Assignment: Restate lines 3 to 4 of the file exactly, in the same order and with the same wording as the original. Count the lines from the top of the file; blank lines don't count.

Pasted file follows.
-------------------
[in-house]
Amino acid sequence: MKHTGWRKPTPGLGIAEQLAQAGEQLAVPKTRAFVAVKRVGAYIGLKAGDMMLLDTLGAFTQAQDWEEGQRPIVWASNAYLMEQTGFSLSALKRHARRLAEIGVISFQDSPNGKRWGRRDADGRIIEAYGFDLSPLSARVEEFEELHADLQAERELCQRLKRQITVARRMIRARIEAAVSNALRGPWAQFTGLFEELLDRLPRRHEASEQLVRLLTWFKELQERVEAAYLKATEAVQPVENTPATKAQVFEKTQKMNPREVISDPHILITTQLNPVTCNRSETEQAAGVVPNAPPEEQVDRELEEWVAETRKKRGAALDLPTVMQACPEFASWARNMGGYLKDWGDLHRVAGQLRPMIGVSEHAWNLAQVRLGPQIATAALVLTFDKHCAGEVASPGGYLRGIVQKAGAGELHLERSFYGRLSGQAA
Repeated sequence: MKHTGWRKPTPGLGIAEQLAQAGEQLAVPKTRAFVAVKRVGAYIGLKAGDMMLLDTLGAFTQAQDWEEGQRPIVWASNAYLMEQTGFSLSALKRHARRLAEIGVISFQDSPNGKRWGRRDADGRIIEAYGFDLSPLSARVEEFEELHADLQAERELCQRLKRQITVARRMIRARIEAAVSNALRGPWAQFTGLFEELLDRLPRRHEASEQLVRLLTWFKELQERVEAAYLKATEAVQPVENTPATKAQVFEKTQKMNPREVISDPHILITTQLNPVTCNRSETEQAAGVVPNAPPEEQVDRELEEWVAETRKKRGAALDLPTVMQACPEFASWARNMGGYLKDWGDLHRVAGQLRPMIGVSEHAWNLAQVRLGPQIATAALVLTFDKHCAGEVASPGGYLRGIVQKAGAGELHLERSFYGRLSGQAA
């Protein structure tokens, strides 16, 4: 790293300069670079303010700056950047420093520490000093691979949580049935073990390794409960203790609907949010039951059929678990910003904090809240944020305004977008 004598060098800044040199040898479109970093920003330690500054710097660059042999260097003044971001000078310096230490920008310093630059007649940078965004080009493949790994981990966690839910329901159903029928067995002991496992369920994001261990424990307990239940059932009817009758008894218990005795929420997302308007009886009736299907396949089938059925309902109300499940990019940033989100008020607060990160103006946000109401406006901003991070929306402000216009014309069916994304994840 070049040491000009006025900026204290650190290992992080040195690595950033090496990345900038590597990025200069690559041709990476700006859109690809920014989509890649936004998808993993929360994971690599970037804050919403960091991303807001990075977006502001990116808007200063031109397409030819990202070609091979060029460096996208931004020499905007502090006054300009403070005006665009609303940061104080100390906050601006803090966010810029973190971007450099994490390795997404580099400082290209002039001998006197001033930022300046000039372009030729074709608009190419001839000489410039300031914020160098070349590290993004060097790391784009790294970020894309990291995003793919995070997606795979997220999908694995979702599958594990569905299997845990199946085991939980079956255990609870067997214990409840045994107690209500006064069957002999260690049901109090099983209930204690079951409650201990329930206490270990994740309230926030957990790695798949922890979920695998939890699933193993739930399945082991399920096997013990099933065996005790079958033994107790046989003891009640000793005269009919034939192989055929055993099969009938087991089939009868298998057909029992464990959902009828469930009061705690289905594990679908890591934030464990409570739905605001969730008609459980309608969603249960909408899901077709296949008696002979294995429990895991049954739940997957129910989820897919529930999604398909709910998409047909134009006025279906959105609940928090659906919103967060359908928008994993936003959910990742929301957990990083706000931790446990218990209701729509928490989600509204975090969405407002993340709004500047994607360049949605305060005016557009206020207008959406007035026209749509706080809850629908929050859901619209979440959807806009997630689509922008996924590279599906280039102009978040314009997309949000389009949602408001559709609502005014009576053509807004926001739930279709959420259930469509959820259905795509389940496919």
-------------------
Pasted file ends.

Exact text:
Repeated sequence: MKHTGWRKPTPGLGIAEQLAQAGEQLAVPKTRAFVAVKRVGAYIGLKAGDMMLLDTLGAFTQAQDWEEGQRPIVWASNAYLMEQTGFSLSALKRHARRLAEIGVISFQDSPNGKRWGRRDADGRIIEAYGFDLSPLSARVEEFEELHADLQAERELCQRLKRQITVARRMIRARIEAAVSNALRGPWAQFTGLFEELLDRLPRRHEASEQLVRLLTWFKELQERVEAAYLKATEAVQPVENTPATKAQVFEKTQKMNPREVISDPHILITTQLNPVTCNRSETEQAAGVVPNAPPEEQVDRELEEWVAETRKKRGAALDLPTVMQACPEFASWARNMGGYLKDWGDLHRVAGQLRPMIGVSEHAWNLAQVRLGPQIATAALVLTFDKHCAGEVASPGGYLRGIVQKAGAGELHLERSFYGRLSGQAA
């Protein structure tokens, strides 16, 4: 790293300069670079303010700056950047420093520490000093691979949580049935073990390794409960203790609907949010039951059929678990910003904090809240944020305004977008 004598060098800044040199040898479109970093920003330690500054710097660059042999260097003044971001000078310096230490920008310093630059007649940078965004080009493949790994981990966690839910329901159903029928067995002991496992369920994001261990424990307990239940059932009817009758008894218990005795929420997302308007009886009736299907396949089938059925309902109300499940990019940033989100008020607060990160103006946000109401406006901003991070929306402000216009014309069916994304994840 070049040491000009006025900026204290650190290992992080040195690595950033090496990345900038590597990025200069690559041709990476700006859109690809920014989509890649936004998808993993929360994971690599970037804050919403960091991303807001990075977006502001990116808007200063031109397409030819990202070609091979060029460096996208931004020499905007502090006054300009403070005006665009609303940061104080100390906050601006803090966010810029973190971007450099994490390795997404580099400082290209002039001998006197001033930022300046000039372009030729074709608009190419001839000489410039300031914020160098070349590290993004060097790391784009790294970020894309990291995003793919995070997606795979997220999908694995979702599958594990569905299997845990199946085991939980079956255990609870067997214990409840045994107690209500006064069957002999260690049901109090099983209930204690079951409650201990329930206490270990994740309230926030957990790695798949922890979920695998939890699933193993739930399945082991399920096997013990099933065996005790079958033994107790046989003891009640000793005269009919034939192989055929055993099969009938087991089939009868298998057909029992464990959902009828469930009061705690289905594990679908890591934030464990409570739905605001969730008609459980309608969603249960909408899901077709296949008696002979294995429990895991049954739940997957129910989820897919529930999604398909709910998409047909134009006025279906959105609940928090659906919103967060359908928008994993936003959910990742929301957990990083706000931790446990218990209701729509928490989600509204975090969405407002993340709004500047994607360049949605305060005016557009206020207008959406007035026209749509706080809850629908929050859901619209979440959807806009997630689509922008996924590279599906280039102009978040314009997309949000389009949602408001559709609502005014009576053509807004926001739930279709959420259930469509959820259905795509389940496919």